Wednesday, September 28, 2016

Not Enough Fingers

When everything is falling apart around me, when things are going south in a big hurry, I find it helpful to ask myself “What is MY role here? Is there something I should be DOING rather than just standing around looking concerned? Should I pray, act, consult others or wait (or some combination thereof)?”

Sometimes that question gets asked very quickly, or skimmed right over: if there’s water shooting out of a leaky pipe and accumulating on the kitchen floor, going away to pray and meditate about my next move is probably not the most useful response. On the other hand, if the issue is the ongoing decline of my local church and its increasing disobedience to its Head, the question of what I should do about it deserves some serious consideration in the presence of God.

Ideally, my stored knowledge of scripture or that of others is what provides the answer to that question when it is needed.

The First Step

I’m not sure I’m entirely successful at this, but I think it’s a more constructive approach than simply wallowing in misery or waiting for someone else to solve the problem. What would God have ME do here? is never a bad question to ask ourselves, whether the problem before us is big or small. When faced with a crisis, most mature Christians I know move very quickly to considering what they are personally responsible to do about it. Spiritually, “Speak, for your servant hears” seems a good attitude to cultivate.

Of course the first step in deciding what needs doing is diagnosis. If you don’t truly understand what’s wrong, you can’t fix anything. If the water on the kitchen floor is coming from the apartment upstairs, climbing under my own sink with a wrench will not help. If you are suffering from a thyroid-related chemical imbalance, praying harder for patience may be less effective than hormone therapy.

To do the right thing, you need to understand what the problem really is. This makes me think of Douglas Wilson.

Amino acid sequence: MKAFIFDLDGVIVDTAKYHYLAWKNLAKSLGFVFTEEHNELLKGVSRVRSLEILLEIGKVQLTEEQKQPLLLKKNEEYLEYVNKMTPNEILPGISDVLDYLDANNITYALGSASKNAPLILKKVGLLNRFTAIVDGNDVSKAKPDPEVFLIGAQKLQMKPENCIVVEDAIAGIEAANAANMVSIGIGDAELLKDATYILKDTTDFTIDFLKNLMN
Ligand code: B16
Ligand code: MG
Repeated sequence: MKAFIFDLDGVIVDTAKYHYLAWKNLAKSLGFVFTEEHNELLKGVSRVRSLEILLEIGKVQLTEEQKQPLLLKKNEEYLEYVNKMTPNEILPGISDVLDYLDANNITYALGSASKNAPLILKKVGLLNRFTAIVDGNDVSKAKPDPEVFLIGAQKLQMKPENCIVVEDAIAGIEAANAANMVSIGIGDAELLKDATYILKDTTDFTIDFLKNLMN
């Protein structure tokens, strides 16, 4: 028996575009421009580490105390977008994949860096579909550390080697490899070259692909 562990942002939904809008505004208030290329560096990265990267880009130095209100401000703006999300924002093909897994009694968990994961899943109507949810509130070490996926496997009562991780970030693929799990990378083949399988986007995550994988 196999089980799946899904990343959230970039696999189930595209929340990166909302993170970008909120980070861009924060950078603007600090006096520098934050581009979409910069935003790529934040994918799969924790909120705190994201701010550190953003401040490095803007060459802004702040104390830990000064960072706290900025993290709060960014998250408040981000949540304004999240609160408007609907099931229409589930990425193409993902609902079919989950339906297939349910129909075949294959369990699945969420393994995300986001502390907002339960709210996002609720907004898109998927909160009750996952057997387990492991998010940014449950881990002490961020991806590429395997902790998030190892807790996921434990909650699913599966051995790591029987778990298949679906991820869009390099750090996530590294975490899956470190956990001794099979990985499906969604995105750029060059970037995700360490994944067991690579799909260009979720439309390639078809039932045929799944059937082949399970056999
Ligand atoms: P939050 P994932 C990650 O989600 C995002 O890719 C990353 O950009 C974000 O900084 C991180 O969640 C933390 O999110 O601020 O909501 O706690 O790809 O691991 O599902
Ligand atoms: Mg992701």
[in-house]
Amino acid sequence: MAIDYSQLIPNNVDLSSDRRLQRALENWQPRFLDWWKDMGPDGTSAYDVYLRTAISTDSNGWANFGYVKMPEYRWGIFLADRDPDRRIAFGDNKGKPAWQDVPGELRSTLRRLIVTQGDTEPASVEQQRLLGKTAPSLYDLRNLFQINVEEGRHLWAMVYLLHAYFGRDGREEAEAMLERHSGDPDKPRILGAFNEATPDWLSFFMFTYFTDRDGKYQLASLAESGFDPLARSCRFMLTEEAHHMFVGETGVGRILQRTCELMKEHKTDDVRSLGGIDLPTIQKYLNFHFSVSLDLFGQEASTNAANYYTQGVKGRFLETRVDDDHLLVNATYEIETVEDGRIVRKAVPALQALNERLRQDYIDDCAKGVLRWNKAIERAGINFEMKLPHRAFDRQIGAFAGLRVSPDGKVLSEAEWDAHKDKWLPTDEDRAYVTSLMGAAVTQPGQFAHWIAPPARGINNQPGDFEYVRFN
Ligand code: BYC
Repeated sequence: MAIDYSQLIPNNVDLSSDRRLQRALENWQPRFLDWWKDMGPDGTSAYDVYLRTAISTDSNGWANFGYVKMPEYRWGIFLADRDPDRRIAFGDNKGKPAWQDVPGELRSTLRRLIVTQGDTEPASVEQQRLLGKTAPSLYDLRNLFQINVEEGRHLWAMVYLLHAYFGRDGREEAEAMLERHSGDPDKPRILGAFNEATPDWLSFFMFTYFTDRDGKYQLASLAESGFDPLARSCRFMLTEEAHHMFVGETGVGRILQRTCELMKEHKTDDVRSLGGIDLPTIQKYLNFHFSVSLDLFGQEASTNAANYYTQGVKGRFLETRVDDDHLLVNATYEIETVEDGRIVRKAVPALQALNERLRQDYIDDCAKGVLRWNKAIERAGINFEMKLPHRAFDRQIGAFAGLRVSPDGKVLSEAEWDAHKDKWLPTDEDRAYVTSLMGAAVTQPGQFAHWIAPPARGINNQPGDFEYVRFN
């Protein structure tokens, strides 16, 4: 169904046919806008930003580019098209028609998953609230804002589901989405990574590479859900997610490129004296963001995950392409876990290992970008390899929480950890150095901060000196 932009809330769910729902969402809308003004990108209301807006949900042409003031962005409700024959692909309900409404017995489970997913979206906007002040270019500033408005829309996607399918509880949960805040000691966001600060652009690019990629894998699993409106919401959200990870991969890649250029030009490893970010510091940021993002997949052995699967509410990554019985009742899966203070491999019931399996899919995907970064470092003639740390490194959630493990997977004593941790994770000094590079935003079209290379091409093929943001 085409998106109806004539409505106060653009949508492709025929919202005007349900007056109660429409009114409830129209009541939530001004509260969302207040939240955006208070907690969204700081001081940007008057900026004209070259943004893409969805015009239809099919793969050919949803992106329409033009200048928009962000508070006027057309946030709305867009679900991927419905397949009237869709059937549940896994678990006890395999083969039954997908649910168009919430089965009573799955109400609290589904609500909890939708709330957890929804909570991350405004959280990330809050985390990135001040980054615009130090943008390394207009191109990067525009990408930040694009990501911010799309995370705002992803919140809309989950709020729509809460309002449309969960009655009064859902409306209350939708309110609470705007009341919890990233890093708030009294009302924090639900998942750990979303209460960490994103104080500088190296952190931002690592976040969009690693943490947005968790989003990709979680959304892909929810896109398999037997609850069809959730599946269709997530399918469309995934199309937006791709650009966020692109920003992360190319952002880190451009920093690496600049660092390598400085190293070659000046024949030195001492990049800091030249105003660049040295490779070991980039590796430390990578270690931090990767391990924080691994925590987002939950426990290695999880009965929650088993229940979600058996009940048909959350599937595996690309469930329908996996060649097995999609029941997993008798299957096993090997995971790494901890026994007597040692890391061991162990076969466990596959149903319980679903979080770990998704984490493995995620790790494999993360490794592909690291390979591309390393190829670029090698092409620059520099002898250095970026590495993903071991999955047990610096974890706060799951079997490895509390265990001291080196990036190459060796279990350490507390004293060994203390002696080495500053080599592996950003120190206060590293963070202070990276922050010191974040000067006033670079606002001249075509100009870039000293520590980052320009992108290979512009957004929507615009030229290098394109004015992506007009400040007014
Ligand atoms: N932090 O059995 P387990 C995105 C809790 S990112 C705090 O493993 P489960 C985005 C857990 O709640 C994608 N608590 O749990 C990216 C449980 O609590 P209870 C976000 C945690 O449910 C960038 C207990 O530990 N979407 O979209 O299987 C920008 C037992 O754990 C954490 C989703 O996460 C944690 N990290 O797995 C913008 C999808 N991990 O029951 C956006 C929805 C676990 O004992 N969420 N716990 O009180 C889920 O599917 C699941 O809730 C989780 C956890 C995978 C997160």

The “Pessimistic” View

Doug is a postmillennialist. He and I both see the mess our society is in, but we differ about the diagnosis.

Mr. Wilson calls my view pessimistic, and it may well appear that way to him. You see, I (and many other premillennialists) view the world and its culture as irredeemably sick. We see Christians as salt and light in a wicked environment: we influence and illuminate and preserve where we are, but we are not capable of effecting wholesale cultural transformation. As a premillennialist, I note that for every new “right” we confer on one another, some virulent and horrible abuse inevitably breaks out: a valid concern for women’s rights leads to mass murder of the unborn; or the abolition of slavery leads to the disintegration of the black family, thug culture and the welfare state. Social progress is one step forward and three steps back.

The premillennialist sees the broader culture as a dike full of holes and recognizes that we Christians haven’t got enough fingers. Only the personal presence of Jesus Christ can fix this mess. That’s what we believe.

The “Optimistic” View

The postmillennialist, on the other hand, looks at Revelation 20 and is convinced it teaches that Jesus Christ will return after the promised golden era of earthly blessedness in which righteousness will rule and in which “The wolf shall dwell with the lamb, and the leopard shall lie down with the young goat, and the calf and the lion and the fattened calf together; and a little child shall lead them.”